Tucked in the high desert near Boise, Idaho, Lucky Peak Nursery is one of six nurseries run by the USDA Forest Service. And while you may not immediately think of science and technology when you think of a tree nursery, these things are top of mind around here.
This nursery is responsible for helping National Forests in Southern Idaho, Utah, Nevada, Western Wyoming, Arizona, and New Mexico recover more quickly after natural disasters. They need to have seedlings ready when tree planting is underway, and that means implementing tools and strategies to provide the maximum number of seedlings as fast as possible. That’s how they currently produce 3 million (or more) seedlings per year.
It's a careful balance of letting nature take the lead and supporting it with a scientific approach and detailed data management. Here are some examples of that technical support.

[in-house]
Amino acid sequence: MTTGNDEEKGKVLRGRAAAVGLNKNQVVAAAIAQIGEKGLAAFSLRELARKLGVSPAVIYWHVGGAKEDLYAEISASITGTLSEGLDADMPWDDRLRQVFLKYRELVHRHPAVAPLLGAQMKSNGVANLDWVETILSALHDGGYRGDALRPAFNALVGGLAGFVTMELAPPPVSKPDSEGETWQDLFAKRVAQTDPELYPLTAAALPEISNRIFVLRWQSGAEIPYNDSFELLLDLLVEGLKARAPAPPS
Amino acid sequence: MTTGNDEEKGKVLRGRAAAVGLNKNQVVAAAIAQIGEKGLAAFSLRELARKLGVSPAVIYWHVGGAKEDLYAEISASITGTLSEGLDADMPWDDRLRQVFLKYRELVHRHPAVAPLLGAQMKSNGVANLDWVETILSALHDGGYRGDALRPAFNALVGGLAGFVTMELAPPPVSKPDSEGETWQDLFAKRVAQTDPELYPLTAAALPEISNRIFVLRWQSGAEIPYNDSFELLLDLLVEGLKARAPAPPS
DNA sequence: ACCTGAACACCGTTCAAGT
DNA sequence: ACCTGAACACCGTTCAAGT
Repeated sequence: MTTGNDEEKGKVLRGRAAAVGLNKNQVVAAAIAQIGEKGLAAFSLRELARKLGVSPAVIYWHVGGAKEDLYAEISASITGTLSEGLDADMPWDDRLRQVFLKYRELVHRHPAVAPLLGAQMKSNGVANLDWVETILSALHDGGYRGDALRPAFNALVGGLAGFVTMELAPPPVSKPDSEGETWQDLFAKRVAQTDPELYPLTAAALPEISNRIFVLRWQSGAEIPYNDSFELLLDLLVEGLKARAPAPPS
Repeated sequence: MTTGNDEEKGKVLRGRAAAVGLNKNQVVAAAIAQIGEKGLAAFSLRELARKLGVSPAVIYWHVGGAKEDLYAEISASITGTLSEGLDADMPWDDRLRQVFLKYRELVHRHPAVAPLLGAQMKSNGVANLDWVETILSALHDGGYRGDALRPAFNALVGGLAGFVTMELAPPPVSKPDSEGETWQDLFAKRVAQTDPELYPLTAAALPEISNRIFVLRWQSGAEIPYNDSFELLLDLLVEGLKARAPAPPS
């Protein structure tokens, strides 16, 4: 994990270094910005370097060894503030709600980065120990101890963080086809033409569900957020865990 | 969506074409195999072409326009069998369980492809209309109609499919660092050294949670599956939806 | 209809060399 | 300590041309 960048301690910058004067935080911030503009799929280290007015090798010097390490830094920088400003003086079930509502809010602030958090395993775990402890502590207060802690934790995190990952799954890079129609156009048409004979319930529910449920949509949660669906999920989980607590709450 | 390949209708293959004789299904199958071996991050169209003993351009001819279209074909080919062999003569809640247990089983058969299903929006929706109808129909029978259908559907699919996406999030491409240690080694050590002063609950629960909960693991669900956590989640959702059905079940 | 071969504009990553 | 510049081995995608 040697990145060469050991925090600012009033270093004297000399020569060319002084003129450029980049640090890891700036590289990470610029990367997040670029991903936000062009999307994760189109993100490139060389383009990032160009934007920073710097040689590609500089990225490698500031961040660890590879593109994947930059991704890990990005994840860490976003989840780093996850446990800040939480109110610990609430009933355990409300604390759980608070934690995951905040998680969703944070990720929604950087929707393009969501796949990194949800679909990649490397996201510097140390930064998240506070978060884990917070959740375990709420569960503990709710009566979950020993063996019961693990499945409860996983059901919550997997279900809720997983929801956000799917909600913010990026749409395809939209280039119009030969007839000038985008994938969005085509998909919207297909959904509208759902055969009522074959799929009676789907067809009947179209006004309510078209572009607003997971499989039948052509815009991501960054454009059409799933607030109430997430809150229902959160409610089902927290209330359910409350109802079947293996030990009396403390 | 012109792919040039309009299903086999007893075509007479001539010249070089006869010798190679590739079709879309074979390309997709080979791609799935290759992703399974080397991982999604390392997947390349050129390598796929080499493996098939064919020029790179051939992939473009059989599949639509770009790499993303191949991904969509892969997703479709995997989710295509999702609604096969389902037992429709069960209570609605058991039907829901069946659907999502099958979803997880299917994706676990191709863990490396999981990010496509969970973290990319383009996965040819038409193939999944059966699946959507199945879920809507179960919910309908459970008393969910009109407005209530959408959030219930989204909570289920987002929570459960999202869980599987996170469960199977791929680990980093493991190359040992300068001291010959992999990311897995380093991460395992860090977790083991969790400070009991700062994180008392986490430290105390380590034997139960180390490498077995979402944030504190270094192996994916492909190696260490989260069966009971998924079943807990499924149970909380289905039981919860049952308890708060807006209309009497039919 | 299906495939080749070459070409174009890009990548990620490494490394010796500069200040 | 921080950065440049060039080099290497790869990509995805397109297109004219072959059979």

SORTING OUT THE BEST SEED
Once harvested, seeds come to Lucky Peak Nursery to be cleaned and sorted. The outer coating and other litter are removed, and then the seeds are sent through a custom-built sorter attached to a shop vacuum. The forced air separates the seeds by weight. The lighter seeds are discarded. They are empty, most likely due to insects, meaning nothing will sprout from those seeds.
The heavier seed is kept for planting. A small selection of this seed is then sent through a digital x-ray machine to ensure the seeds were sorted well. “We sample 100 seeds. There we will evaluate each seed and determine if it is fully developed. This will give us an estimate of how well the seed will germinate,” said Sara Wilson, Nursery & Reforestation Specialist with the USDA Forest Service.
For one final quality check, the seed is taken to a certified seed lab for germination testing. Luckily, one of these labs is just up the road in Boise. “I’ll just buzz down into town and drop off a sample, and they are able to do germination testing for us,” said Wilson. Knowing that the seeds are going to grow well is incredibly valuable in a nursery asked to supply millions of trees per year.